Understanding mechanisms behind unwanted health behaviours in Nordic and South Asian women and how they affect their gestational diabetes follow-ups: A qualitative study
Peer reviewed, Journal article
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Original versionSharma, A., Birkeland, K. I., Nermoen, I., Qvigstad, E., Tran, A. T., Gulseth, H. L., Sollid, S. T., Wium, C., & Varsi, C. Understanding mechanisms behind unwanted health behaviours in Nordic and South Asian women and how they affect their gestational diabetes follow-ups: A qualitative study. Diabetic Medicine, Artikkel e14651. https://doi.org/10.1111/dme.14651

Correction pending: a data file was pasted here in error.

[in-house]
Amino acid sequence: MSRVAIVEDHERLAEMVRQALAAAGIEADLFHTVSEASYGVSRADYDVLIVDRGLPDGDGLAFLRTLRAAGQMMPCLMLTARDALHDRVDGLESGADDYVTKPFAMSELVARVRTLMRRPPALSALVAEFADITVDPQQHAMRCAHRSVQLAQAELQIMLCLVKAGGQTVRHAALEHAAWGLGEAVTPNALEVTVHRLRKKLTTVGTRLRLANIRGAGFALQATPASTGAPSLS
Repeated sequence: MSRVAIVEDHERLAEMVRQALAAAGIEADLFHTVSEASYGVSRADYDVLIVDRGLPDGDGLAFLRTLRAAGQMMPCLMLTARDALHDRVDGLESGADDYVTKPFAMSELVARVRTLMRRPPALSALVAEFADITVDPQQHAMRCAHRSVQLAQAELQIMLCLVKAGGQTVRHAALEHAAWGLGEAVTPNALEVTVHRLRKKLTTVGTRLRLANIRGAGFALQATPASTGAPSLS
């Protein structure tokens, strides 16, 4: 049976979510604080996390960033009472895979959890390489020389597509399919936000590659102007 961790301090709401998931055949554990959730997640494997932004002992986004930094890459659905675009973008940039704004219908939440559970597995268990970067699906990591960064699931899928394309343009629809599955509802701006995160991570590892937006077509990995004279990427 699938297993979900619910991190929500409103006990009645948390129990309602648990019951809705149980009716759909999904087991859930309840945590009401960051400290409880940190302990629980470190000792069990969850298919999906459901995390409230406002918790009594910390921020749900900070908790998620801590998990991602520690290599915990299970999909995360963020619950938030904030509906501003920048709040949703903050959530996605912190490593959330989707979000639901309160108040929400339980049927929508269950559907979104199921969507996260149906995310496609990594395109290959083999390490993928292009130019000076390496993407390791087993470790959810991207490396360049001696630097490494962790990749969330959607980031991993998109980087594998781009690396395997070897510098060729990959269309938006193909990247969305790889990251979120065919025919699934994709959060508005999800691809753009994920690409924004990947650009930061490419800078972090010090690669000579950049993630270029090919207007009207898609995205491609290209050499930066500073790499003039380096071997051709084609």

Aims: The type 2 diabetes risk following gestational diabetes mellitus (GDM) is high, particularly among South Asian women in Western countries. Our study aimed to advance the knowledge regarding the mechanisms behind suboptimal follow-up in the Nordic and South Asian women with previous GDM by comparing (1) their experiences, (2) health and disease perceptions and (3) barriers to and facilitators of health-promoting behaviours. Methods: This qualitative study was conducted in three hospital outpatient clinics in Norway, comprising six focus group interviews with 28 women 1–3 years after a pregnancy with GDM. The participants were purposively sampled and grouped according to their ethnicity. The data were analysed using thematic analysis, and a theoretical approach was applied to support the analysis and discuss the study's findings. Results: Five main themes were identified: lack of resilience, emotional distress, ‘caught between a rock and a hard place’, postpartum abandonment and insufficient guidance. The key determinants of the maintenance of unwanted health behaviours after GDM were consistent across the ethnic groups. Although the importance of a culturally sensitive approach was emphasised, it appeared secondary to the need for a more organised public healthcare during and after GDM. Conclusions: Women's real-life constraints, combined with the inadequate healthcare-service implementation, could explain the non-adherence to the lifestyle-changes guidelines essential for preventing diabetes post-GDM. We suggest promoting specific coping strategies and changing the healthcare service approach rather than relying on women's capacity to initiate the necessary changes.